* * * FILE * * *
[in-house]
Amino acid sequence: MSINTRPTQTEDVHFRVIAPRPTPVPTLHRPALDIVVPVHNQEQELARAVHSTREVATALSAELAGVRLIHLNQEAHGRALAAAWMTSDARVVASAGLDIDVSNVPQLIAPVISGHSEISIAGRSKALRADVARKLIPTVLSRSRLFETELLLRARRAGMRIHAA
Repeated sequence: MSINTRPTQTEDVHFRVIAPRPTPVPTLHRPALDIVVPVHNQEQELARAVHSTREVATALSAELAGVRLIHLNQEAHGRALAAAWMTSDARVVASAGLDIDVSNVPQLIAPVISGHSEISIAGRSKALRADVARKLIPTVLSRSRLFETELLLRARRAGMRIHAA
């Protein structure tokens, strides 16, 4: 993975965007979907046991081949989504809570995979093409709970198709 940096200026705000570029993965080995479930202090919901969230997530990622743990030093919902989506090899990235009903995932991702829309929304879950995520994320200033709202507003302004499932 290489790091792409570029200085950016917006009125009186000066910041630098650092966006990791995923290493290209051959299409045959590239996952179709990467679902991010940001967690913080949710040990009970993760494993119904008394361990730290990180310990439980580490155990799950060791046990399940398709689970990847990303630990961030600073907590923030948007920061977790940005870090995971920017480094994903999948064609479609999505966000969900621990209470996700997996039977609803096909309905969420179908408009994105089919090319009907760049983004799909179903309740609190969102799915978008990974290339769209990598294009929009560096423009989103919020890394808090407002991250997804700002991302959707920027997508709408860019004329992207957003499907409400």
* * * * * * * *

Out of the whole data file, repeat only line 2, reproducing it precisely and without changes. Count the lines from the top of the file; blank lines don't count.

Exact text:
Amino acid sequence: MSINTRPTQTEDVHFRVIAPRPTPVPTLHRPALDIVVPVHNQEQELARAVHSTREVATALSAELAGVRLIHLNQEAHGRALAAAWMTSDARVVASAGLDIDVSNVPQLIAPVISGHSEISIAGRSKALRADVARKLIPTVLSRSRLFETELLLRARRAGMRIHAA